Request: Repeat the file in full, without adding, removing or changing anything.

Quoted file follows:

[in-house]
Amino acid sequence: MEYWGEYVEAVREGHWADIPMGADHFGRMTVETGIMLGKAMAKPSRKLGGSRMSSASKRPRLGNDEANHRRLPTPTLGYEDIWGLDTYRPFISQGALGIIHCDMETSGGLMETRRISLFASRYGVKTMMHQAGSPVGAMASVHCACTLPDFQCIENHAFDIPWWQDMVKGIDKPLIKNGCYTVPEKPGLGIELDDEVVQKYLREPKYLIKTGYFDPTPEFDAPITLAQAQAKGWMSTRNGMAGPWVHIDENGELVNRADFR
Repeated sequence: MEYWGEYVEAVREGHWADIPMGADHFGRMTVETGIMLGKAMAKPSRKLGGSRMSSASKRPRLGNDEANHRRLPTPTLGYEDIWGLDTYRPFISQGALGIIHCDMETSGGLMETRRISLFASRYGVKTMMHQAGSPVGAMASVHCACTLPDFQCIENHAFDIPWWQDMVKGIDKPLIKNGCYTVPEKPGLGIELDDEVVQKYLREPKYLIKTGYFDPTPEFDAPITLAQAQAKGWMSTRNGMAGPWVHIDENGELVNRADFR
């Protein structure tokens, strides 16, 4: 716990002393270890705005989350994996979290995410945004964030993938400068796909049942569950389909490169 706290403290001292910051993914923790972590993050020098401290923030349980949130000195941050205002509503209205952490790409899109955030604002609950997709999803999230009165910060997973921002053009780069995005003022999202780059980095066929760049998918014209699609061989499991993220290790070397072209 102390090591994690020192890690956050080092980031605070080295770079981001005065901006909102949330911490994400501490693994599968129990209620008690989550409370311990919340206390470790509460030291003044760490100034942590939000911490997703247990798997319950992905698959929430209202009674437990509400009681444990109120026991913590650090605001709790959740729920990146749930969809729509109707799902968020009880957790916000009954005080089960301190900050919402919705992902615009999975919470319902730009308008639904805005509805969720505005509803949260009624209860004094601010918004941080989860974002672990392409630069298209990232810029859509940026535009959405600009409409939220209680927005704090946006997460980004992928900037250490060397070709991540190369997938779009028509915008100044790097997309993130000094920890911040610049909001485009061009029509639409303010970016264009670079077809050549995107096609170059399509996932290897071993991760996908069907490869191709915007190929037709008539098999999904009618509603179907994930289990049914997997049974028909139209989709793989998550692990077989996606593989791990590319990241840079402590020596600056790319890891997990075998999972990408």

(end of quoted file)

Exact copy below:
[in-house]
Amino acid sequence: MEYWGEYVEAVREGHWADIPMGADHFGRMTVETGIMLGKAMAKPSRKLGGSRMSSASKRPRLGNDEANHRRLPTPTLGYEDIWGLDTYRPFISQGALGIIHCDMETSGGLMETRRISLFASRYGVKTMMHQAGSPVGAMASVHCACTLPDFQCIENHAFDIPWWQDMVKGIDKPLIKNGCYTVPEKPGLGIELDDEVVQKYLREPKYLIKTGYFDPTPEFDAPITLAQAQAKGWMSTRNGMAGPWVHIDENGELVNRADFR
Repeated sequence: MEYWGEYVEAVREGHWADIPMGADHFGRMTVETGIMLGKAMAKPSRKLGGSRMSSASKRPRLGNDEANHRRLPTPTLGYEDIWGLDTYRPFISQGALGIIHCDMETSGGLMETRRISLFASRYGVKTMMHQAGSPVGAMASVHCACTLPDFQCIENHAFDIPWWQDMVKGIDKPLIKNGCYTVPEKPGLGIELDDEVVQKYLREPKYLIKTGYFDPTPEFDAPITLAQAQAKGWMSTRNGMAGPWVHIDENGELVNRADFR
């Protein structure tokens, strides 16, 4: 716990002393270890705005989350994996979290995410945004964030993938400068796909049942569950389909490169 706290403290001292910051993914923790972590993050020098401290923030349980949130000195941050205002509503209205952490790409899109955030604002609950997709999803999230009165910060997973921002053009780069995005003022999202780059980095066929760049998918014209699609061989499991993220290790070397072209 102390090591994690020192890690956050080092980031605070080295770079981001005065901006909102949330911490994400501490693994599968129990209620008690989550409370311990919340206390470790509460030291003044760490100034942590939000911490997703247990798997319950992905698959929430209202009674437990509400009681444990109120026991913590650090605001709790959740729920990146749930969809729509109707799902968020009880957790916000009954005080089960301190900050919402919705992902615009999975919470319902730009308008639904805005509805969720505005509803949260009624209860004094601010918004941080989860974002672990392409630069298209990232810029859509940026535009959405600009409409939220209680927005704090946006997460980004992928900037250490060397070709991540190369997938779009028509915008100044790097997309993130000094920890911040610049909001485009061009029509639409303010970016264009670079077809050549995107096609170059399509996932290897071993991760996908069907490869191709915007190929037709008539098999999904009618509603179907994930289990049914997997049974028909139209989709793989998550692990077989996606593989791990590319990241840079402590020596600056790319890891997990075998999972990408």